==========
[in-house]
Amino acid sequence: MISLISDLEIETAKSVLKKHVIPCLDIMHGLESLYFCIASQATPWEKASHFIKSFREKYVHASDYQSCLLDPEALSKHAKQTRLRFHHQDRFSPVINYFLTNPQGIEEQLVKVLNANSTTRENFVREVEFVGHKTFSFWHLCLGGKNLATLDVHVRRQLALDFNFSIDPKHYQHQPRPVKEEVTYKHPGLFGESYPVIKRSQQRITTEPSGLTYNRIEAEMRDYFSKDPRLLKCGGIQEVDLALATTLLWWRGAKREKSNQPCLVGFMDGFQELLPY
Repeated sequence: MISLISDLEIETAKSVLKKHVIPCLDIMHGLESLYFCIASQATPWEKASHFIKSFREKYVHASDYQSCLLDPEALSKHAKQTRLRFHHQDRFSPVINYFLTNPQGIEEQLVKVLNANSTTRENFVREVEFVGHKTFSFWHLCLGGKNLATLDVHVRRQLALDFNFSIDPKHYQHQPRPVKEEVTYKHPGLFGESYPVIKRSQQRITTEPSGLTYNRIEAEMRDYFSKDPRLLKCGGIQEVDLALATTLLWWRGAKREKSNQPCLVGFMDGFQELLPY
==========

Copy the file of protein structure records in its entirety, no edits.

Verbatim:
[in-house]
Amino acid sequence: MISLISDLEIETAKSVLKKHVIPCLDIMHGLESLYFCIASQATPWEKASHFIKSFREKYVHASDYQSCLLDPEALSKHAKQTRLRFHHQDRFSPVINYFLTNPQGIEEQLVKVLNANSTTRENFVREVEFVGHKTFSFWHLCLGGKNLATLDVHVRRQLALDFNFSIDPKHYQHQPRPVKEEVTYKHPGLFGESYPVIKRSQQRITTEPSGLTYNRIEAEMRDYFSKDPRLLKCGGIQEVDLALATTLLWWRGAKREKSNQPCLVGFMDGFQELLPY
Repeated sequence: MISLISDLEIETAKSVLKKHVIPCLDIMHGLESLYFCIASQATPWEKASHFIKSFREKYVHASDYQSCLLDPEALSKHAKQTRLRFHHQDRFSPVINYFLTNPQGIEEQLVKVLNANSTTRENFVREVEFVGHKTFSFWHLCLGGKNLATLDVHVRRQLALDFNFSIDPKHYQHQPRPVKEEVTYKHPGLFGESYPVIKRSQQRITTEPSGLTYNRIEAEMRDYFSKDPRLLKCGGIQEVDLALATTLLWWRGAKREKSNQPCLVGFMDGFQELLPY